At the broadest level, the concept of running and growing a business is simple: Make sure you have more money coming in than going out, and reinvest it. In the real world, however, things are a little more complex than that. While a business’s accounts might look great on paper, with a strong list of debtors, its cash flow often tells a very different story, as company’s large and small struggle to keep the cash flowing by getting those invoices paid on time.
Throughout the UK hundreds of thousands of small businesses struggle when it comes to getting the money owed to them in a timely manner. We recently conducted a survey of small and medium-sized enterprises (SMEs) across the UK to better understand the impact of late payment on their businesses. The findings were quite shocking:
- 84% of UK SMEs have experienced late payment
- Despite economic improvements, almost a fifth (19%) have reported a rise in incidence of late payment, while 46% have reported no change.
- 42% of respondents say late payment has slowed their growth. While 39% have had to delay payment to their suppliers as a result of late payment.
- 40% of businesses are owed more than £10,000 in late payments, with the average amount owed to businesses standing at £20,138.
- Background checks
- Master your receivables
- Hire a credit manager
Where an invoice is overdue, a good credit manager can actually help strengthen your client relationships by working with them to find creative solutions to resolve their payment issues. By working with them rather than hounding for payment, they pave the way for smoother future payment processes, and hopefully more orders.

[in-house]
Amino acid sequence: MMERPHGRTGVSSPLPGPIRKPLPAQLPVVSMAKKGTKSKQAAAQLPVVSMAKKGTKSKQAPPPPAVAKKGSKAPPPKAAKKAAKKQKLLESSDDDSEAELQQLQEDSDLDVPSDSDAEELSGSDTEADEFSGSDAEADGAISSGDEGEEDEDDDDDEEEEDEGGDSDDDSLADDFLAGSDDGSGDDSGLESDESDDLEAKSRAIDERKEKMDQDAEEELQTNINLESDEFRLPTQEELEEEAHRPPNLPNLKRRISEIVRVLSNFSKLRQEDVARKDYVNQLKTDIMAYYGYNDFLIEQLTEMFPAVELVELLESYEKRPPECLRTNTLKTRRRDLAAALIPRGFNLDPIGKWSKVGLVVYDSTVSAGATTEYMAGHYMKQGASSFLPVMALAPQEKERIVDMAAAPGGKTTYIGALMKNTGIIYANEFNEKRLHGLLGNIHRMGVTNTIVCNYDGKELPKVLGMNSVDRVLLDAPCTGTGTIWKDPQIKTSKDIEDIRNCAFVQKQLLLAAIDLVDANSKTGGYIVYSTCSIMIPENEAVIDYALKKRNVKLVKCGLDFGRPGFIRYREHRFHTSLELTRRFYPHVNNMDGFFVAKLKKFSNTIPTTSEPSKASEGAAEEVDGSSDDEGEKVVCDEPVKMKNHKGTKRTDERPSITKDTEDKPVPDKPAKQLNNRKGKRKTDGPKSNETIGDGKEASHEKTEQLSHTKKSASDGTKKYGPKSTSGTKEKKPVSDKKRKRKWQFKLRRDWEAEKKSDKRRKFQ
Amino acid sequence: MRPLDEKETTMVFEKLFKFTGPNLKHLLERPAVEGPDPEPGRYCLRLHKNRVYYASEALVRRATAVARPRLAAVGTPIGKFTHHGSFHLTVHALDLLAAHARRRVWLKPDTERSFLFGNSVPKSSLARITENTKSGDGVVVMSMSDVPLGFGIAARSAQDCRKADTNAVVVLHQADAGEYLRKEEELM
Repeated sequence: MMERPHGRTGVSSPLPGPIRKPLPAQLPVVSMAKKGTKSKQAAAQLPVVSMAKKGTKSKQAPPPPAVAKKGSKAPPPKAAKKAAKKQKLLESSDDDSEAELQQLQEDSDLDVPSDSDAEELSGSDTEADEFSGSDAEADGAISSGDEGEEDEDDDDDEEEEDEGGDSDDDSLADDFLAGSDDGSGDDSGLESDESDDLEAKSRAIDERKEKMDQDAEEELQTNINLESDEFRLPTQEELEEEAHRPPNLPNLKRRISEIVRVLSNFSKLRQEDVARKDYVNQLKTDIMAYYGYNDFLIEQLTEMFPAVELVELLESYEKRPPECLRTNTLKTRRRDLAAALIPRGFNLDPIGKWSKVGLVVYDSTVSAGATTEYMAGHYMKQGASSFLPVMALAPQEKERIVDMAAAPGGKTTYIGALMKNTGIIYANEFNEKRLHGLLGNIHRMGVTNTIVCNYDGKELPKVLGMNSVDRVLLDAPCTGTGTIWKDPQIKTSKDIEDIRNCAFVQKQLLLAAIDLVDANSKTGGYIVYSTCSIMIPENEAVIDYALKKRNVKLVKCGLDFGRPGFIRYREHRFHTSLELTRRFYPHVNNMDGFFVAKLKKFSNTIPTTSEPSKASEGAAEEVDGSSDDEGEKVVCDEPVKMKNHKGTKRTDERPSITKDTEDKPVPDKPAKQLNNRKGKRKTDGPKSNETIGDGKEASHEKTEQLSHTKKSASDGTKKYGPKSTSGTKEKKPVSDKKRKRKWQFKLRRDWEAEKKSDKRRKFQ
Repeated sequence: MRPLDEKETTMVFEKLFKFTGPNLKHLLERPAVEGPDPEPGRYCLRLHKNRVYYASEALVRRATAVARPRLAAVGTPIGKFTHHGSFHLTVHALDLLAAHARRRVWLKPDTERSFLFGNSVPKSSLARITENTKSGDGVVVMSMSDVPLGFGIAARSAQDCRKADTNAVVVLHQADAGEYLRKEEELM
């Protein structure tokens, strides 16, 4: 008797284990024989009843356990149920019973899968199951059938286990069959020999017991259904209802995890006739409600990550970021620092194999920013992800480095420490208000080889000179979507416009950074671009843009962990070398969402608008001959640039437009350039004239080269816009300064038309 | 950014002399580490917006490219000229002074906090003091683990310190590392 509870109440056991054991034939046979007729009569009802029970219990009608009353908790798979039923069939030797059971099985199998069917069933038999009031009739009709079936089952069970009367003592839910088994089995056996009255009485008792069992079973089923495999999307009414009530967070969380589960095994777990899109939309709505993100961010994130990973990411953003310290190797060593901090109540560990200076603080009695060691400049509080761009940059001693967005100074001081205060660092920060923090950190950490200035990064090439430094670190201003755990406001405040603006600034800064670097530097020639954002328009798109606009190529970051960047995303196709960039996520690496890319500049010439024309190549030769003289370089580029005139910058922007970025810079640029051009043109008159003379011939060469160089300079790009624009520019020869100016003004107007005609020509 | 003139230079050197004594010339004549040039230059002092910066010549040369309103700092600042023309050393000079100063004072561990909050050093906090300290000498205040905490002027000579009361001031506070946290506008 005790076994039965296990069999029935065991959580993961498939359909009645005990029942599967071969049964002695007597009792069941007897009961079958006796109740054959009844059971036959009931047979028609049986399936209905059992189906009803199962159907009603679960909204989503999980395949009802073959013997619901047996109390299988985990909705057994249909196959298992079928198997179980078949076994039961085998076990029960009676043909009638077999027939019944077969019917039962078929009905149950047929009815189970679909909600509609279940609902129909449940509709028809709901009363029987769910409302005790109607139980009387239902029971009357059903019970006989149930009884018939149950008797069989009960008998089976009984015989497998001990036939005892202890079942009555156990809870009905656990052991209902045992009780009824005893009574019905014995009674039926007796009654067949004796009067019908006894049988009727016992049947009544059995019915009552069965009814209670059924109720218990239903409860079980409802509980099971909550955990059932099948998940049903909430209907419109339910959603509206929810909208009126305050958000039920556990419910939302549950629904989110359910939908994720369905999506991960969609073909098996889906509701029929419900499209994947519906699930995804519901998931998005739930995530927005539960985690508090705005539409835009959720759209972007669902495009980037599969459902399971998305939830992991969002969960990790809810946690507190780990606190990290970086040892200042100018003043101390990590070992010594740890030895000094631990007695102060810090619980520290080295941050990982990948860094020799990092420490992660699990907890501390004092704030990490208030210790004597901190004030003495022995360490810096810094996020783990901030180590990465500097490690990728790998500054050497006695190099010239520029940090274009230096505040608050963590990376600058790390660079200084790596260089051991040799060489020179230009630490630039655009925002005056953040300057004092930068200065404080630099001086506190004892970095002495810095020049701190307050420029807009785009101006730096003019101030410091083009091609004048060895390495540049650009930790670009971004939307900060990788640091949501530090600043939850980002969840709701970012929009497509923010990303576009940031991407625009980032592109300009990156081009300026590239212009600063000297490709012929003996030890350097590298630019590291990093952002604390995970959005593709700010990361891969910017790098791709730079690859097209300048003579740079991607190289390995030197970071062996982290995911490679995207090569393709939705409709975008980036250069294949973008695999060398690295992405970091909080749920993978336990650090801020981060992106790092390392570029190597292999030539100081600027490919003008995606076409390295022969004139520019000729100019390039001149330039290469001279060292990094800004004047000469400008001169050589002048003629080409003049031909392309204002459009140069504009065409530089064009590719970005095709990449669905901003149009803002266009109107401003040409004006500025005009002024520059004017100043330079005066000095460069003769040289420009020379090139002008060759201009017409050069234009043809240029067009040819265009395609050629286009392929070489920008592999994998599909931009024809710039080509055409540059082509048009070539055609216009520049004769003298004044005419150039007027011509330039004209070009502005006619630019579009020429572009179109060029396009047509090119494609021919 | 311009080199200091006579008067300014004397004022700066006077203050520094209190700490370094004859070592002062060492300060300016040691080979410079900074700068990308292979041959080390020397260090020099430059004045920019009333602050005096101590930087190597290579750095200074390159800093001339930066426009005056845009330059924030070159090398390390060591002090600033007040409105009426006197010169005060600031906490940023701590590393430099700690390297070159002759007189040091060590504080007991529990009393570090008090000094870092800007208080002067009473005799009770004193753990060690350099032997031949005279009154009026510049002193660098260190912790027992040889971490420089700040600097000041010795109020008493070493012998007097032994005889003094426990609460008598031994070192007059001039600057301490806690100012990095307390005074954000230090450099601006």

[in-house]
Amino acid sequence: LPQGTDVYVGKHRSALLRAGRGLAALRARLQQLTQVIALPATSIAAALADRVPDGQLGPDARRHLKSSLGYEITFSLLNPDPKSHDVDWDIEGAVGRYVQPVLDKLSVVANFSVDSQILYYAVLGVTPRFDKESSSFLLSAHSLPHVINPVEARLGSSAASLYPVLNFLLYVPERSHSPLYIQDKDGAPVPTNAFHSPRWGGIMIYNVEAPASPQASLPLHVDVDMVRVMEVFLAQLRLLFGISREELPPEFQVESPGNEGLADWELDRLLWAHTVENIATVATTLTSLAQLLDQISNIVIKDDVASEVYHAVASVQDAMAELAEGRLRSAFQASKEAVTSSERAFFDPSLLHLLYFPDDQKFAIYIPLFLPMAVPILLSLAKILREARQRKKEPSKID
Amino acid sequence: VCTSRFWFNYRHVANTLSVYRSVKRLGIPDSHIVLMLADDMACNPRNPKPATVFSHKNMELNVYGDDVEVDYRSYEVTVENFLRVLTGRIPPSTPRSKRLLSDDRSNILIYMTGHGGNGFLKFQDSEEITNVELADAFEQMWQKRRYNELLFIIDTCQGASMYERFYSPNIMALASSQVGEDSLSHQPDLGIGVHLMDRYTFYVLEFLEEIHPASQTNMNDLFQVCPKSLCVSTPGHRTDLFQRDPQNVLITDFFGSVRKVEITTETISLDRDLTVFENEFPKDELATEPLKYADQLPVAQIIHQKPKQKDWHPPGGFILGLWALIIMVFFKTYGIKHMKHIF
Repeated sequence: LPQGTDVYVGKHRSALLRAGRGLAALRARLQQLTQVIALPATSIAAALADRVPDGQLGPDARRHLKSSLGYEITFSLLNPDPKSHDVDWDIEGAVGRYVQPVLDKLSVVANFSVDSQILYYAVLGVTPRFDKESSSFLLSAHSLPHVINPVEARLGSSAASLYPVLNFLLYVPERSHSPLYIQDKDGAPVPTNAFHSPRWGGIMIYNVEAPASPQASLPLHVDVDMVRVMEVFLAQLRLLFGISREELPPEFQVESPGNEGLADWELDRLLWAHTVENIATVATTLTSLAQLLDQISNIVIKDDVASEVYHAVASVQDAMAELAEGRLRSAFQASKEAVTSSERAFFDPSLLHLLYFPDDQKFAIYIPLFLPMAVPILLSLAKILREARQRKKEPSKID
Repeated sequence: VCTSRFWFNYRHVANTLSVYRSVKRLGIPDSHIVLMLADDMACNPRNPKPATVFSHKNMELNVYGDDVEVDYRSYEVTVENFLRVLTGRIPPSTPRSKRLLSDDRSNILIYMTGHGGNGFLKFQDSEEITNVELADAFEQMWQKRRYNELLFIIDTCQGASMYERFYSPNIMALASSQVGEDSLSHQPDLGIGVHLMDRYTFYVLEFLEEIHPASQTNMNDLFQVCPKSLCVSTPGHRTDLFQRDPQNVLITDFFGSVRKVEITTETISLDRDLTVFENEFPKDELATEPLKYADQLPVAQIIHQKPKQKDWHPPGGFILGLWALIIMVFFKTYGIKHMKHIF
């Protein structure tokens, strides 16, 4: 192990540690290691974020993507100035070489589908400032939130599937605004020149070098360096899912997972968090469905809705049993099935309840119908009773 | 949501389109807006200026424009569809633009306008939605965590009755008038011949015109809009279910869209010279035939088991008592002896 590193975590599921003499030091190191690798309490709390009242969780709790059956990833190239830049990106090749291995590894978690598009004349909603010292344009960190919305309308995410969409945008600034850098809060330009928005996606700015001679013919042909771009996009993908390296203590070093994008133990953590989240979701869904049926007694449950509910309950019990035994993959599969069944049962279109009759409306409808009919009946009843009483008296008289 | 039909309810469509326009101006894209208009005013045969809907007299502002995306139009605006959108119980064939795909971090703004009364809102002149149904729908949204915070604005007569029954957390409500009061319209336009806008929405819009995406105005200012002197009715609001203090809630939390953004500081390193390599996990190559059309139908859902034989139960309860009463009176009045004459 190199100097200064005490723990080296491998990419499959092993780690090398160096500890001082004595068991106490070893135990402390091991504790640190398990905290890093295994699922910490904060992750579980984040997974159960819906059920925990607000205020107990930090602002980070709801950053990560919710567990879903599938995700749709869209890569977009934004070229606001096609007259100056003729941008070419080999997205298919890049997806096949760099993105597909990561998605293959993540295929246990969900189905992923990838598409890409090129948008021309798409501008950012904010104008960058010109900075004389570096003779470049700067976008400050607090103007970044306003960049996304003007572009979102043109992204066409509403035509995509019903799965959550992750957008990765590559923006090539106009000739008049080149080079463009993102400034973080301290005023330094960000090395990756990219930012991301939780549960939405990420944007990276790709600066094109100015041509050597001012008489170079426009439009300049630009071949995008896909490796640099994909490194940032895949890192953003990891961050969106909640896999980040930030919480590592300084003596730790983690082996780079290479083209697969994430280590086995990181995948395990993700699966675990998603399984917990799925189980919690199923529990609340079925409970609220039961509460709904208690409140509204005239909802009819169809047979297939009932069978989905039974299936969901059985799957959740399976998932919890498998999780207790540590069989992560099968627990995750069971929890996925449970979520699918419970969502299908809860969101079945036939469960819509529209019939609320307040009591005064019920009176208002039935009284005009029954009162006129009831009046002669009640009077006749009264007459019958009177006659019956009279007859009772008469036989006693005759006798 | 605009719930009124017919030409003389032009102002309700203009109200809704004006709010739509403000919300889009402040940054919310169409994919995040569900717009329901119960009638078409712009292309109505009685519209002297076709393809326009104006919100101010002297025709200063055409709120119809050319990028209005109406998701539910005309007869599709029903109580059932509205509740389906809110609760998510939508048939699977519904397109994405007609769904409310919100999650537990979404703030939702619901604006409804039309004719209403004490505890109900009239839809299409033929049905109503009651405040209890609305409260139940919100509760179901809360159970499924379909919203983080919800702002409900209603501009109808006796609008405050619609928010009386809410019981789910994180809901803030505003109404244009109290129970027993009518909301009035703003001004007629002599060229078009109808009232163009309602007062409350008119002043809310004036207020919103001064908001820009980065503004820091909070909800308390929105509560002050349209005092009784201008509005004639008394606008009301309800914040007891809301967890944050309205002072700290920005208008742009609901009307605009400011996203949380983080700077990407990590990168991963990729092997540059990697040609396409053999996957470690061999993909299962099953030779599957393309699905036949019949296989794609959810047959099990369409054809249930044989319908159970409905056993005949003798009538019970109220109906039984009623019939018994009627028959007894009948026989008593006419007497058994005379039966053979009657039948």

If budgets are restricted, consider hiring a freelance credit manager.
- Have a ‘Plan B’
Most business owners have an agreed overdraft facility in place with their bank for such circumstances. However, with the banks cutting over £5 million worth of business overdrafts a day, having a back-up for your back-up is now a must.
Today, businesses have a host of alternative financing options to help keep the cash flowing. Some of the most popular options include spot factoring - where you sell your invoices, not necessarily all of them, at a marginal discount before they’ve matured; asset based finance - where company assets are leveraged to secure a funding rather than relying on an equity approach that most banks employ, and of course many others. Each option has strengths and weaknesses, so be sure that the option you choose is most suitable to the needs of your business.
By David Banfield, President of The Interface Financial Group